Common Barriers to Good Feedback
Several barriers can prevent us from providing students with feedback. Consider whether you have ever thought any of the following:
“Students already know when they are doing a good job. I don’t need to tell them.”
We often tend to think of feedback as only addressing “negative” learner behaviors - e.g. behaviors we want to diminish. However, feedback can also reinforce students and help them to maintain positive behaviors. In order for this to happen, students must be made aware of “what” they are doing that is good.
In addition, students and instructors might have disparate reference points for good performance. Some students may overestimate their abilities, while others may be more self-critical. For example, many students constantly compare their performance to those around them. In medical education, particularly inpatient settings, they may compare themselves to more “seasoned” individuals on their teams (interns and residents) and place unrealistic expectations on themselves. Reminding students of specific things they are doing well is as important as reminding them of behaviors they can improve.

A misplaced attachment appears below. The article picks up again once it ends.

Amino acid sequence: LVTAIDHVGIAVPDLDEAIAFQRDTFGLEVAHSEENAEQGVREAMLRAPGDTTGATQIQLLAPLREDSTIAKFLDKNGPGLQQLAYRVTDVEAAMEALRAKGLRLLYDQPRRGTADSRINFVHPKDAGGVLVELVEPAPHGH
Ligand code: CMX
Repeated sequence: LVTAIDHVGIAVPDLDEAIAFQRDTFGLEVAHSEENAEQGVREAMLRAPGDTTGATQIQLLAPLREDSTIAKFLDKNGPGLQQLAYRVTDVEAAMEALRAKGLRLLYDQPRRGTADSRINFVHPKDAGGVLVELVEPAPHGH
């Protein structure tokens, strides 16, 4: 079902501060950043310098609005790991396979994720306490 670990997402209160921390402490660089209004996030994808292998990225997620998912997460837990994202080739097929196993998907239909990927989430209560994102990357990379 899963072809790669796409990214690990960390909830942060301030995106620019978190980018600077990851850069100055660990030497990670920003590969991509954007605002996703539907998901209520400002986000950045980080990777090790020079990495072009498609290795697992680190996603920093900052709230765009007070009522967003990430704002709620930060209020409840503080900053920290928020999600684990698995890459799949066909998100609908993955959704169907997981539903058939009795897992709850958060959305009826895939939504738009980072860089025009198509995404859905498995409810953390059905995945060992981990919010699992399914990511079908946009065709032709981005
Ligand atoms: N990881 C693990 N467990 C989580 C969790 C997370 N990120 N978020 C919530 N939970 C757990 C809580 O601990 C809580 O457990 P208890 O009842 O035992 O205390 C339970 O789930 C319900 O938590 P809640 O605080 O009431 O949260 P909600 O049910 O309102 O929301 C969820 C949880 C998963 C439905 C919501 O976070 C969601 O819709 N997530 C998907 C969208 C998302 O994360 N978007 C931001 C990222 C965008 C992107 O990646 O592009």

“Providing feedback is awkward and it will damage my relationship with the student.”
While providing constructive feedback can feel awkward, it can often improve relationships when it is done well. If expectations are clear from the beginning and students are given frequent feedback, there are likely to be few surprises when it is time to evaluate student performance at the end of the educational experience.
In addition, students want to feel competent. Effective feedback enhances the likelihood this will occur. Feedback lets students to understand what they are doing well and encourages them to continue these behaviors. Likewise, it identifies specific areas to address so students are able to “fix” these identified behaviors. High quality feedback therefore improves students’ performance and helps them develop competence.
However, it is important to set up a culture of feedback at the outset. Be explicit with students that feedback will be provided and discussed regularly. As a result, students are less likely to feel singled out and will instead learn to expect and solicit it as part of the “normal” experience during their rotation.